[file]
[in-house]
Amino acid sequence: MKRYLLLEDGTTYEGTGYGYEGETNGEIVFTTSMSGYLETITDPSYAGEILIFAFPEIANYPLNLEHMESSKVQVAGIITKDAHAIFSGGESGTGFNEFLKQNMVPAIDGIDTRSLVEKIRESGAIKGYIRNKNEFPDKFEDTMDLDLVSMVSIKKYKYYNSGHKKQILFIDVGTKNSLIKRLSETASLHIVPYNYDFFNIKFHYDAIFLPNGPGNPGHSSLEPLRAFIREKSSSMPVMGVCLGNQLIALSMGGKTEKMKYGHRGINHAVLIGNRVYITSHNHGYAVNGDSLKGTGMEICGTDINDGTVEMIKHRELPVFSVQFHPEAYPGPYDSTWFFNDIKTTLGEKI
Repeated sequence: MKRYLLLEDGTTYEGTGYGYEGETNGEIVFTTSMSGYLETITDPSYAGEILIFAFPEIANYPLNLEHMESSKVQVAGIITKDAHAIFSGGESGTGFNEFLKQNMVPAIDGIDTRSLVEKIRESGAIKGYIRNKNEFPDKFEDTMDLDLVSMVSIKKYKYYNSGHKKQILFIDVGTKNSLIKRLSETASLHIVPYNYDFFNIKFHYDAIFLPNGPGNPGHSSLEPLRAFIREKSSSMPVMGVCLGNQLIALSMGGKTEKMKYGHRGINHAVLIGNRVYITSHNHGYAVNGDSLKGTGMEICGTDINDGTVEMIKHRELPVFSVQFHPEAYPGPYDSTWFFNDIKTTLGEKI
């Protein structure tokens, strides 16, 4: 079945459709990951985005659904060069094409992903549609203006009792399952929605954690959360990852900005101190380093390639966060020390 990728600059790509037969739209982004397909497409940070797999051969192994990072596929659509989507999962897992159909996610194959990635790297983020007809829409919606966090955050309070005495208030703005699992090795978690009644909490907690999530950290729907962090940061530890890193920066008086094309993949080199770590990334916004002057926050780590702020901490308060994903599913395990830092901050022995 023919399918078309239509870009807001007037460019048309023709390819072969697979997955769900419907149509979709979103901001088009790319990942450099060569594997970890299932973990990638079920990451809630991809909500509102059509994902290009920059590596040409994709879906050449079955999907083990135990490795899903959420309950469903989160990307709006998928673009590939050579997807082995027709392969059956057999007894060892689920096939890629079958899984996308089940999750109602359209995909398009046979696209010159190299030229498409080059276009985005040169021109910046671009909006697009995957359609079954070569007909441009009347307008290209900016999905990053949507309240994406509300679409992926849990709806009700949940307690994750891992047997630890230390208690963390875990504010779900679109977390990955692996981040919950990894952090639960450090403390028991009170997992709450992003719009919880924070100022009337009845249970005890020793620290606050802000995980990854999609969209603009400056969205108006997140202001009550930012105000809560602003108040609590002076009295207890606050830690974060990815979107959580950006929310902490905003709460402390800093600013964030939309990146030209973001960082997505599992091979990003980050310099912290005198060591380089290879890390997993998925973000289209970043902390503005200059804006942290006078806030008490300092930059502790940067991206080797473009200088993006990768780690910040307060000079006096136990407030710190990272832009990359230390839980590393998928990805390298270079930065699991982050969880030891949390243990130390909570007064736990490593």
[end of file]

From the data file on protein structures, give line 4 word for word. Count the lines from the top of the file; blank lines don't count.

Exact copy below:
């Protein structure tokens, strides 16, 4: 079945459709990951985005659904060069094409992903549609203006009792399952929605954690959360990852900005101190380093390639966060020390 990728600059790509037969739209982004397909497409940070797999051969192994990072596929659509989507999962897992159909996610194959990635790297983020007809829409919606966090955050309070005495208030703005699992090795978690009644909490907690999530950290729907962090940061530890890193920066008086094309993949080199770590990334916004002057926050780590702020901490308060994903599913395990830092901050022995 023919399918078309239509870009807001007037460019048309023709390819072969697979997955769900419907149509979709979103901001088009790319990942450099060569594997970890299932973990990638079920990451809630991809909500509102059509994902290009920059590596040409994709879906050449079955999907083990135990490795899903959420309950469903989160990307709006998928673009590939050579997807082995027709392969059956057999007894060892689920096939890629079958899984996308089940999750109602359209995909398009046979696209010159190299030229498409080059276009985005040169021109910046671009909006697009995957359609079954070569007909441009009347307008290209900016999905990053949507309240994406509300679409992926849990709806009700949940307690994750891992047997630890230390208690963390875990504010779900679109977390990955692996981040919950990894952090639960450090403390028991009170997992709450992003719009919880924070100022009337009845249970005890020793620290606050802000995980990854999609969209603009400056969205108006997140202001009550930012105000809560602003108040609590002076009295207890606050830690974060990815979107959580950006929310902490905003709460402390800093600013964030939309990146030209973001960082997505599992091979990003980050310099912290005198060591380089290879890390997993998925973000289209970043902390503005200059804006942290006078806030008490300092930059502790940067991206080797473009200088993006990768780690910040307060000079006096136990407030710190990272832009990359230390839980590393998928990805390298270079930065699991982050969880030891949390243990130390909570007064736990490593």